The Master's Book 1
Carl H. Claudy
PREPARING TO BE MASTER
The greatest honor comes to any brother with his elevation to the Oriental Chair of a Masonic Lodge. Few Wardens but look forward with mingled pleasure and anxiety to that day when in their hands will be placed the gavel of authority. He who early prepares to be a Master in more than name only arrives in the seat of authority with some confidence.
The wise Warden does not wait until elected Master to become familiar with the official books of his Jurisdiction; the Proceedings of his Grand Lodge; the book of Masonic law — it has many names, such as Code, Methodical Digest, Ahiman Rezon, Constitution and By-laws, etc.; the Manual in which is printed all that may lawfully be put in type of the ritual and ceremonies of the degrees, and most especially the by-laws of Its own Lodge.
A Master is not only leader of his Lodge, but a member of Grand Lodge, in which august body he represents his Lodge. Familiarity with the Grand Lodge procedure, questions pending, legislation enacted, etc., gives him a perspective and enables him to act with intelligence and understanding. In the Proceedings of most (not all) Grand Lodges is the report of the Committee on Foreign Correspondence, under which apparently misleading title an official reviewer summarizes the activities of other Grand Lodges. The Master who realizes that he is not only an important cog in his own Masonic machine, but an integral part of a world-wide Freemasonry, early grasps the real importance and responsibilities of his position. Study of the Proceedings gives a perspective on the activities of Grand Lodge, with special reference to its charity, whether exercised in Masonic Home, Orphanage, Hospital, Foundation, outside relief or other form.
BOOK OF MASONIC LAW
To be Master of a Lodge is quite different from being president of a club or society. The Master is called upon to decide questions. of law and practice which he cannot leave to in which his brethren; the honor of leadership carries also the responsibility. That his decisions be wise and just, and of such a character as will draw commendation, not condemnation, from Grand Master or District Deputy, he must know the laws of his Jurisdiction, his own powers and limitations. He can obtain this knowledge only from a faithful study of the book of Masonic law.
In some Jurisdictions only the Master may confer the Master Mason's Degree; in many he may empower either his officers, a Past Master, or a well qualified brother to fill the East during the ceremonies of the three degrees. Never will the Master get the best cooperation in putting on a degree if he himself cannot "do the work." The Master who knows his ritual can lead — he who will not or cannot — "learn the work" is in a poor position to criticize faulty performances by others. Hence, an early study is important. The degrees of Freemasonry are among the beautiful ceremonies of the world. They should be inspiring, uplifting, heartening, lovely to hear. If they fall short of perfection the Master is responsible-aye, even if he have only inefficient helpers, his is the responsibility.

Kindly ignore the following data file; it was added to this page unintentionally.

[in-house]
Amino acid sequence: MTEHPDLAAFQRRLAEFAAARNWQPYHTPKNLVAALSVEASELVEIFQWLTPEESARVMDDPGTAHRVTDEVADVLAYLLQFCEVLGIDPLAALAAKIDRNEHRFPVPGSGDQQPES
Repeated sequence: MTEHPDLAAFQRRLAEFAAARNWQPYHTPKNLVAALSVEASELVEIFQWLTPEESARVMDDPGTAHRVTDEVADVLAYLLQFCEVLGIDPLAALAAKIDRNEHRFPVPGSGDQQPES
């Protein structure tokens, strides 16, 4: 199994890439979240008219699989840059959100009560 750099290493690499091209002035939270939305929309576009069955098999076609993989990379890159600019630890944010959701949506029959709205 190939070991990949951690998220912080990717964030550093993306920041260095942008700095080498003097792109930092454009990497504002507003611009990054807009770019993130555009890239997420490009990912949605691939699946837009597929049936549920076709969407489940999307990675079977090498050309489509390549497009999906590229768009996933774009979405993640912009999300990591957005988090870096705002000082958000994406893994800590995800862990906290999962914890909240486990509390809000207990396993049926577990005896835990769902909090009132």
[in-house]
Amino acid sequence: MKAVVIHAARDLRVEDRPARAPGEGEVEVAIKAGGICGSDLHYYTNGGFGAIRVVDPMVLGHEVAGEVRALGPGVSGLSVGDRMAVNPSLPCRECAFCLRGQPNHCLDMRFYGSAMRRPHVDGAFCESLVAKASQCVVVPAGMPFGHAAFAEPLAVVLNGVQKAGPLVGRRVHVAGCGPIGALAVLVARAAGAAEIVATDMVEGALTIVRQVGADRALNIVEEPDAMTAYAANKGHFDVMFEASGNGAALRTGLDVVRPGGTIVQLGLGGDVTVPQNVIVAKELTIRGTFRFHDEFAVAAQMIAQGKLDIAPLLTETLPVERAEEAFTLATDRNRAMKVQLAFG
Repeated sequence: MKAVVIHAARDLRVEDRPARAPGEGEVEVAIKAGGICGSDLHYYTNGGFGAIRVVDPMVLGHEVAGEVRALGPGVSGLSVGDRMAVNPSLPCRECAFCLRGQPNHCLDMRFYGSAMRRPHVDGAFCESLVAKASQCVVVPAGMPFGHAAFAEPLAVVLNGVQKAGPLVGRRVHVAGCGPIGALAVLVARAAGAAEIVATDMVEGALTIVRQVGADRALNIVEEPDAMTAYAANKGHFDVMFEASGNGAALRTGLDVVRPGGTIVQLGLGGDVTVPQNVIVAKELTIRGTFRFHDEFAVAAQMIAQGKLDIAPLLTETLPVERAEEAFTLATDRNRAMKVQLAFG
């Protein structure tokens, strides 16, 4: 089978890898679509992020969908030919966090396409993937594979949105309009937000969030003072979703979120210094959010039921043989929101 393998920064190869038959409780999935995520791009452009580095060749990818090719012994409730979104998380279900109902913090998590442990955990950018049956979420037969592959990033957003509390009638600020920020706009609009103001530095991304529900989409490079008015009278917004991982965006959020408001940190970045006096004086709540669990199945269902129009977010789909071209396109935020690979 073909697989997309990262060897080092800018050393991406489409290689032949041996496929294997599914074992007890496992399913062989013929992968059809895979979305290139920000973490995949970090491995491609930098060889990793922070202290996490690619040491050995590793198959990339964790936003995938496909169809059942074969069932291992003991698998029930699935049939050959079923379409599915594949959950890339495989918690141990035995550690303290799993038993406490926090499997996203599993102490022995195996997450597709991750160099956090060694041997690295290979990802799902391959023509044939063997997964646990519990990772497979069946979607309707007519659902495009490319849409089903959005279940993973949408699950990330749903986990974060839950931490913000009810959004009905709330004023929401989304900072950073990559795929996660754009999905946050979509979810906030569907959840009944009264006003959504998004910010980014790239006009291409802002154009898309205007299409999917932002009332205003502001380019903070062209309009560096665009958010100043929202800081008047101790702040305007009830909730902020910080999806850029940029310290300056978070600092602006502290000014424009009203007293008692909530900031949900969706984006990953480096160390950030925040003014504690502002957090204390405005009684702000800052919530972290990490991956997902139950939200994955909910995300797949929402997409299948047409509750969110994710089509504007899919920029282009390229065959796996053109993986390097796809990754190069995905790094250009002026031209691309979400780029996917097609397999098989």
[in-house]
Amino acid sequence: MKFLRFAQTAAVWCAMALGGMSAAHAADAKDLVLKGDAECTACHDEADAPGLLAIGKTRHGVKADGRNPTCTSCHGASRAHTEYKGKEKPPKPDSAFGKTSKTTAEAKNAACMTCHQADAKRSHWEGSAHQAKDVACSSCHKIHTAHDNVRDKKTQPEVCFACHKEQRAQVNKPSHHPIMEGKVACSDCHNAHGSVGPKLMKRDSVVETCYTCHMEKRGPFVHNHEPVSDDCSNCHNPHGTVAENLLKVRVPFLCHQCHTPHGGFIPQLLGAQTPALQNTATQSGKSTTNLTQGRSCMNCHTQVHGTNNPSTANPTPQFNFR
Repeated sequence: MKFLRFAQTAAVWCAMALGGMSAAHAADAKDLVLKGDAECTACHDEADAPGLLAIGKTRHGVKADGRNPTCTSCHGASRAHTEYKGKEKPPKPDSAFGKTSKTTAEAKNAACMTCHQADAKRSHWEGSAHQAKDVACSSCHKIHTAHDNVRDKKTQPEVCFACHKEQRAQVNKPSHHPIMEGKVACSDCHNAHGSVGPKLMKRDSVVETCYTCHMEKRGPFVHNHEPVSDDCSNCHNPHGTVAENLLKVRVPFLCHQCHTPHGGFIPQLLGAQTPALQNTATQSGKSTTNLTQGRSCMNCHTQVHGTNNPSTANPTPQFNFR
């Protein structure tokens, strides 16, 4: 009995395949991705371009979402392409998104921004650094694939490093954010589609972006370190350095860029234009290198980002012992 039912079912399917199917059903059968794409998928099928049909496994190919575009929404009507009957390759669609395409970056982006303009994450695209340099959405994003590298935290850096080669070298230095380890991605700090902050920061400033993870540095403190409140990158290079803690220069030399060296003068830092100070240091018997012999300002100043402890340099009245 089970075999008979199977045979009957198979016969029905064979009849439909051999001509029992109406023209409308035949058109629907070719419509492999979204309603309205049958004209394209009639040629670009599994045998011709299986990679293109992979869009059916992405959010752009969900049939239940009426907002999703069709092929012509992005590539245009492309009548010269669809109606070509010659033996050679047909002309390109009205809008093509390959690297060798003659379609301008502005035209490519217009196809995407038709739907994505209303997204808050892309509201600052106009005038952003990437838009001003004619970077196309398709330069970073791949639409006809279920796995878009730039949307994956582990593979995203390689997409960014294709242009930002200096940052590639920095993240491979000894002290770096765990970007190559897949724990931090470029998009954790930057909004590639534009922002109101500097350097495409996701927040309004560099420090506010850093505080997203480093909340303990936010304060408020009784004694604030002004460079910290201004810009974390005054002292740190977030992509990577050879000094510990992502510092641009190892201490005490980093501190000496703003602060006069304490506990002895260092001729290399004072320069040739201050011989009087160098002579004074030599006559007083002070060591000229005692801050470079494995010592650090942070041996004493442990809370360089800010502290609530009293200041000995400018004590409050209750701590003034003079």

Both Lodge and Master owe service to those elected to receive the degrees. The elected candidate has signed his petition, answered the questions, paid his fees, stood his investigation, come when called, submitted to proper preparation. Now his brethren-to-be are so to induct him into the mysteries that he may desire with all his heart to become "a good and faithful brother among us." He is entitled to a degree which will impress him; he has a right to hear the grand old words so spoken that they will make a deep and lasting impression on his mind. What he sees and hears should convince him of the age, the dignity, the importance, the solemnity of the Ancient Craft.
All this is a Master's work. The wise Warden lets no time go by before preparing himself for those busy days ahead, and regards dignified degrees, well put on, as important both to Lodge and candidates.
Few assets are more valuable to a Master than friends. In Freemasonry, as in the profane world, the art of making friends is encompassed in one phrase: "to have friends we must be friendly." Millions of men are so at heart; cold of exterior from no better cause than shyness. Many a man wants to extend his hand, wishes to say a cheery word of greeting, desires with all his heart to be one of the fellows" and does not know how,
Yet it is so simple! For the root of personal shyness is fear of laughter-and laughter, like thunder, has yet to hurt anything living! The shy brother need only assure himself: "I will not be afraid of something which cannot hurt me — I will not think my brethren are more critical of me than I am of them — I will not waste time and strength wanting and not doing, when to say a cheery word and put out my hand needs but a muscular effort!"
Friendliness begets friendliness. The brother who is cordial will find hands springing out to meet his; will see smiles begetting smiles; will learn that genuine interest in a brother produces real interest in him. The Warden who leaves the West for the East interested enough to know all regular attendants by name will enter his year of responsibility with an asset than which there is no greater for the leader of a Lodge.